Dr. Davidoff strode ahead and opened a door. We went up a ramp and found ourselves in an observation room overlooking an operating room. I looked down at the shining metal operating table and the trays of gleaming metal instruments, and I gripped the chair tighter.

    A woman was in the room, off to the side of the observation window, so I could only make out a slender arm in a lab coat.

    The door to the operating room opened, and a gray-haired woman entered. It was Sue, the nurse I’d met last time I was here. She wheeled a gurney. Simon lay on it, strapped down.

    “No!” I flung myself against the restraints.

    Dr. Davidoff chuckled. “I don’t even want to know what you think we have in mind, Chloe. We’re bringing Simon in to hook him up to an IV. Being diabetic, he’s easily dehydrated by vomiting. We don’t want to take any chances, not while that sedative is still upsetting his stomach.”

    I said nothing, just stared down at Simon, my heart thumping.

    “It’s a precaution, Chloe. And what you’re looking at is simply our medical room. Yes, it’s equipped for surgery, but only because it’s a multipurpose room.” He bent and whispered. “If you look closely, I bet you’ll see dust on those instruments.”

    He winked, the genial uncle humoring the silly little girl, and I wanted to-I don’t know what I wanted to do, but something in my expression made him flinch and just for a second, that genial uncle vanished. I wasn’t the docile little Chloe he remembered. It would be safer if I was, but I couldn’t fake it anymore.

    He straightened and cleared his throat. “Now, if you’ll look down there again, Chloe, I believe you’ll see someone else you recognize.”

    I turned toward Simon, still lying on the gurney, pale as the sheet pulled over him. He was listening to the woman in the lab coat, but I could only see her from the back. She was slender, below average height, with blond hair. And it was that hair, the way it swung as she leaned over Simon, that made my breath catch.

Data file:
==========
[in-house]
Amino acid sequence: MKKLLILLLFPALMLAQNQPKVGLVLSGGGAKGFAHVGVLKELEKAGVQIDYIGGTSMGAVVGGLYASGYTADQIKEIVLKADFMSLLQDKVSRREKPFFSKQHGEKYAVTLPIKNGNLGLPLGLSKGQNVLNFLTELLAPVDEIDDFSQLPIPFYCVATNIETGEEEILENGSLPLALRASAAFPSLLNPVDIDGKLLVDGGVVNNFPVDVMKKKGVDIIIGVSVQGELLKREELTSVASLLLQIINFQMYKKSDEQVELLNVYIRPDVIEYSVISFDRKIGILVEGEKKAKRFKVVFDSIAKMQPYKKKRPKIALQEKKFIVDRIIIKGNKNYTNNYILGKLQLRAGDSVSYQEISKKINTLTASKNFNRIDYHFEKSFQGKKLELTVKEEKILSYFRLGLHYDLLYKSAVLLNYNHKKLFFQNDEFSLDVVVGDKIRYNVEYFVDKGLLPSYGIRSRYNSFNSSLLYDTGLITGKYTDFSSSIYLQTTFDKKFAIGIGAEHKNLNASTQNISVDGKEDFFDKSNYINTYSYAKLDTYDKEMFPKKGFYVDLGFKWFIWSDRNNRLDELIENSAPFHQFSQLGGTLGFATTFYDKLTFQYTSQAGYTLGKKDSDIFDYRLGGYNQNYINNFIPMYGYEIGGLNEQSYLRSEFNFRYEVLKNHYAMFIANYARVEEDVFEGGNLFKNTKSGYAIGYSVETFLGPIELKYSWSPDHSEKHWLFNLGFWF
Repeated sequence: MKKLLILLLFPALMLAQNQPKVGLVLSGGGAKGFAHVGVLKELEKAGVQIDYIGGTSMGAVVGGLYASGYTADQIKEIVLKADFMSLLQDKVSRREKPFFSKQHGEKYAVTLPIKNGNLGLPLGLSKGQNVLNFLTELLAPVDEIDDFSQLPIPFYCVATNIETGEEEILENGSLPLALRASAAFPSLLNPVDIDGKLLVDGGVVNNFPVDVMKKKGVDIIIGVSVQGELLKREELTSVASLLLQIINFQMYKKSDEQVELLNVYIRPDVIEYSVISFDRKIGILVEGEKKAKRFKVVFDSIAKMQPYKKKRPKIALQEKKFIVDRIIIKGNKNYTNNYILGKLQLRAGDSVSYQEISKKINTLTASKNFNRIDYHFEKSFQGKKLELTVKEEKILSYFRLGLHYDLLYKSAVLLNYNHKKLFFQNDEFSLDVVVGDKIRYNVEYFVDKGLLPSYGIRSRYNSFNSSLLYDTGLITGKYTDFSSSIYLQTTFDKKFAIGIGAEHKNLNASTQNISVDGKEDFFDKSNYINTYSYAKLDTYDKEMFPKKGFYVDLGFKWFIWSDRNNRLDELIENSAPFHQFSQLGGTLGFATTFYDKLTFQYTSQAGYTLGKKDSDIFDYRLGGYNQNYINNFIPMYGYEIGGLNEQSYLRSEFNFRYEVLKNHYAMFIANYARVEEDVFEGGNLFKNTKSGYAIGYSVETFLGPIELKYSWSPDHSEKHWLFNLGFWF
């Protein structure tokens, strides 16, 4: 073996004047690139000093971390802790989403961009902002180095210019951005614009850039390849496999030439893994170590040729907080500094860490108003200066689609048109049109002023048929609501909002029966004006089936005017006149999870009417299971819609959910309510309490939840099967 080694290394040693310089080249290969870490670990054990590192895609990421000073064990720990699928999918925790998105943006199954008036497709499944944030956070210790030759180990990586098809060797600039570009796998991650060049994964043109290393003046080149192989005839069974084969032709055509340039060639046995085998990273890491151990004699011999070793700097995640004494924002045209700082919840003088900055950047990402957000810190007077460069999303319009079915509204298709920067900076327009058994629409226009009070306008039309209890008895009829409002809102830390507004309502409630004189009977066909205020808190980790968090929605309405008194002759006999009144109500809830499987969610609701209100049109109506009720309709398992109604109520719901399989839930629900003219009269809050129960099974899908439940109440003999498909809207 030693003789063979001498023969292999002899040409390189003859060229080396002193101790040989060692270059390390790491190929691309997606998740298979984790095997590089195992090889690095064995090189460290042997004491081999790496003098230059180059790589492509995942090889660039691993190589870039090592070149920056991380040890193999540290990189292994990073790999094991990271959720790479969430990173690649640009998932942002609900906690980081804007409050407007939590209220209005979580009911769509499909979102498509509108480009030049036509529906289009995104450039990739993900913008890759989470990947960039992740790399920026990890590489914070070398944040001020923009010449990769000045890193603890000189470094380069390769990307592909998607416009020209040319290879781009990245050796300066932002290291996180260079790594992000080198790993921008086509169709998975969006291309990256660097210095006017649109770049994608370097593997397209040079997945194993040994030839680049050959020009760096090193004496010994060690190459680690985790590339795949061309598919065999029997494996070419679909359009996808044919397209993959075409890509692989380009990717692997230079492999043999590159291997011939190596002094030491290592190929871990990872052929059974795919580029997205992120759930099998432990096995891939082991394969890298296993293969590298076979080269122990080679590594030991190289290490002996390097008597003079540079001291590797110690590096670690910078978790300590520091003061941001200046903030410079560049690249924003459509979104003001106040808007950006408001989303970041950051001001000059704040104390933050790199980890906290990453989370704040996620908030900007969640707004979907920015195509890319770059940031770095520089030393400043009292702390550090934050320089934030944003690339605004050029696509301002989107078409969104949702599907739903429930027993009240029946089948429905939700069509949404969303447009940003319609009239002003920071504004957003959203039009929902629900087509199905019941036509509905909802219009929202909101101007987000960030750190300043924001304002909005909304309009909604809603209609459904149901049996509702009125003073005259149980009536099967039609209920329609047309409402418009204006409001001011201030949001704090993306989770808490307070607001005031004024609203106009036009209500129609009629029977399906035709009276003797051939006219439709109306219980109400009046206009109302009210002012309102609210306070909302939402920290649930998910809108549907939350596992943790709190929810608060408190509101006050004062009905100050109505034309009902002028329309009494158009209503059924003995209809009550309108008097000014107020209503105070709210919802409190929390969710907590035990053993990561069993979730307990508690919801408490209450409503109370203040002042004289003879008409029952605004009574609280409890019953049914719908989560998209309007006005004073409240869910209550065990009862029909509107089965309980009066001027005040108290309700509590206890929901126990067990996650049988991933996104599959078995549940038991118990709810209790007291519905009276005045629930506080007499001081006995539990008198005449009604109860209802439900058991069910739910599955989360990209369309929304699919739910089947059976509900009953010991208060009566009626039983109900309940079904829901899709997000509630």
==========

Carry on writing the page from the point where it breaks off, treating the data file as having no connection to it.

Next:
Dr. Davidoff rapped on the window. The doctor looked up.

    It was Aunt Lauren.

    She shaded her eyes, like she couldn’t see anyone through the tinted glass. Then she turned back to Simon, talking as he nodded.

    “Your aunt made a mistake,” Dr. Davidoff said. “You were so upset when we brought you here that she panicked. She was under a lot of stress and she made some bad decisions. She sees that now. We understand and we’ve forgiven her. She’s a welcome member of the team once again. As you can see, she’s back to work, happy and healthy, not chained in a dungeon or whatever horrible fate you’d imagined befalling her.”

    He looked down at me. “We aren’t monsters, Chloe.”

    “So where’s Rachelle?” Tori’s voice made me jump. Her chair was next to mine, but I’d forgotten she was here. “She’s up next on the happy-friends reunion tour, I suppose.”

    When Dr. Davidoff said nothing, the sneer fell from Tori’s face.

    “Wh-where’s Rae?” I asked. “Sh-she is here, right?”

    “She’s been transferred,” he said.

    “T-transferred?”

    He forced a jovial note into his voice. “Yes. This laboratory is hardly the place for a sixteen-year-old girl to live. It was only temporary lodgings, which we would have explained if you’d stayed long enough to let us. Rachelle has been moved to-” He chuckled. “I won’t call it a group home because, I assure you, it’s a far cry from Lyle House. More like a boarding school. A very special boarding school, just for supernaturals.”

    “Let me guess,” Tori said. “You can only get to it by a magical train. How stupid do you think we are?”

    “We don’t think you’re stupid at all. We think you’re special. There are people, as you’ve discovered, who think special means dangerous, which is why we’ve designed a school for your education and protection.”

    “Xavier’s School for Gifted Youngsters,” I said.

    He smiled at me, completely missing the edge in my voice. “Exactly, Chloe.”

    Tori twisted to look at him. “And if we’re all very, very good, we’ll get to go there and live with Rae and Liz and Brady. Is Amber there, too?”

    “As a matter of fact-”

    “Liar!”

    The venom in Tori’s voice made him flinch. The empty chairs rattled and the guards glanced over at them, and fingered their sidearms. I barely noticed. All I could think was: Rae. No, please, not Rae.